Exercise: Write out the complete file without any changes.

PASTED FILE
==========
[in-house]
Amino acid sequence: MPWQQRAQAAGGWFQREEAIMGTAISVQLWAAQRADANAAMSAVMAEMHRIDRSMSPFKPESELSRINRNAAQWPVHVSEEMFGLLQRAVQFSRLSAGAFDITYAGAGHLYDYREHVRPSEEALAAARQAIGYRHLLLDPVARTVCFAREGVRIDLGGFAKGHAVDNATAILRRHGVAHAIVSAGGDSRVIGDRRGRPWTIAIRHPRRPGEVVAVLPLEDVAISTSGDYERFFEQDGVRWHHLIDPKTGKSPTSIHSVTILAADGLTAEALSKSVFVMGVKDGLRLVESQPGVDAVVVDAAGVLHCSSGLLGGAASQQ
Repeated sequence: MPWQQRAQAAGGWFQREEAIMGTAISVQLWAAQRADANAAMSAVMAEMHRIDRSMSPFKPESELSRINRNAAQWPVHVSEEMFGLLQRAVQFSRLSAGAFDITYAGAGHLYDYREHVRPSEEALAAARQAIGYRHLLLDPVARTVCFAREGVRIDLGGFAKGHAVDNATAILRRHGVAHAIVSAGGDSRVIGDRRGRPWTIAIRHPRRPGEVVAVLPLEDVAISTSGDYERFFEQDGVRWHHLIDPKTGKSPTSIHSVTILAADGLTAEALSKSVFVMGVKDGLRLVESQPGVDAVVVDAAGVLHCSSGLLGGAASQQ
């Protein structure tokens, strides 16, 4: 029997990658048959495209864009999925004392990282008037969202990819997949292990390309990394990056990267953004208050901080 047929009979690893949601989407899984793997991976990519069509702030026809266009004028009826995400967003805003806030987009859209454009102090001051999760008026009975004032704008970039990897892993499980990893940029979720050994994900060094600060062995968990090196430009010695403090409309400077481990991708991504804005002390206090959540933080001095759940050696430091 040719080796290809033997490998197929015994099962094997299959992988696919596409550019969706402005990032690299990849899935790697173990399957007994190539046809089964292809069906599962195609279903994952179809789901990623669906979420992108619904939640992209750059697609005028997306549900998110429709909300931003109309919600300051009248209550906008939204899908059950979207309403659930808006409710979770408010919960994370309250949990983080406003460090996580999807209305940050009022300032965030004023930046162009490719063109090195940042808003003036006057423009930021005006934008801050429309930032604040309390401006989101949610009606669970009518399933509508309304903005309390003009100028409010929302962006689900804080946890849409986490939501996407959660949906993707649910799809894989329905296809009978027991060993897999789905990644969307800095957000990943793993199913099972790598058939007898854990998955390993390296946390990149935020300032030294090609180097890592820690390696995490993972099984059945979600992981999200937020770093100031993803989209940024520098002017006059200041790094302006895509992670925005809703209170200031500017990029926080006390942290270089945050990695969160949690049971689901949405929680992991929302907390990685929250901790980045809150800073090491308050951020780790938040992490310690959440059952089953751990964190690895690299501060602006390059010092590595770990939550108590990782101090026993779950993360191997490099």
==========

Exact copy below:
[in-house]
Amino acid sequence: MPWQQRAQAAGGWFQREEAIMGTAISVQLWAAQRADANAAMSAVMAEMHRIDRSMSPFKPESELSRINRNAAQWPVHVSEEMFGLLQRAVQFSRLSAGAFDITYAGAGHLYDYREHVRPSEEALAAARQAIGYRHLLLDPVARTVCFAREGVRIDLGGFAKGHAVDNATAILRRHGVAHAIVSAGGDSRVIGDRRGRPWTIAIRHPRRPGEVVAVLPLEDVAISTSGDYERFFEQDGVRWHHLIDPKTGKSPTSIHSVTILAADGLTAEALSKSVFVMGVKDGLRLVESQPGVDAVVVDAAGVLHCSSGLLGGAASQQ
Repeated sequence: MPWQQRAQAAGGWFQREEAIMGTAISVQLWAAQRADANAAMSAVMAEMHRIDRSMSPFKPESELSRINRNAAQWPVHVSEEMFGLLQRAVQFSRLSAGAFDITYAGAGHLYDYREHVRPSEEALAAARQAIGYRHLLLDPVARTVCFAREGVRIDLGGFAKGHAVDNATAILRRHGVAHAIVSAGGDSRVIGDRRGRPWTIAIRHPRRPGEVVAVLPLEDVAISTSGDYERFFEQDGVRWHHLIDPKTGKSPTSIHSVTILAADGLTAEALSKSVFVMGVKDGLRLVESQPGVDAVVVDAAGVLHCSSGLLGGAASQQ
């Protein structure tokens, strides 16, 4: 029997990658048959495209864009999925004392990282008037969202990819997949292990390309990394990056990267953004208050901080 047929009979690893949601989407899984793997991976990519069509702030026809266009004028009826995400967003805003806030987009859209454009102090001051999760008026009975004032704008970039990897892993499980990893940029979720050994994900060094600060062995968990090196430009010695403090409309400077481990991708991504804005002390206090959540933080001095759940050696430091 040719080796290809033997490998197929015994099962094997299959992988696919596409550019969706402005990032690299990849899935790697173990399957007994190539046809089964292809069906599962195609279903994952179809789901990623669906979420992108619904939640992209750059697609005028997306549900998110429709909300931003109309919600300051009248209550906008939204899908059950979207309403659930808006409710979770408010919960994370309250949990983080406003460090996580999807209305940050009022300032965030004023930046162009490719063109090195940042808003003036006057423009930021005006934008801050429309930032604040309390401006989101949610009606669970009518399933509508309304903005309390003009100028409010929302962006689900804080946890849409986490939501996407959660949906993707649910799809894989329905296809009978027991060993897999789905990644969307800095957000990943793993199913099972790598058939007898854990998955390993390296946390990149935020300032030294090609180097890592820690390696995490993972099984059945979600992981999200937020770093100031993803989209940024520098002017006059200041790094302006895509992670925005809703209170200031500017990029926080006390942290270089945050990695969160949690049971689901949405929680992991929302907390990685929250901790980045809150800073090491308050951020780790938040992490310690959440059952089953751990964190690895690299501060602006390059010092590595770990939550108590990782101090026993779950993360191997490099």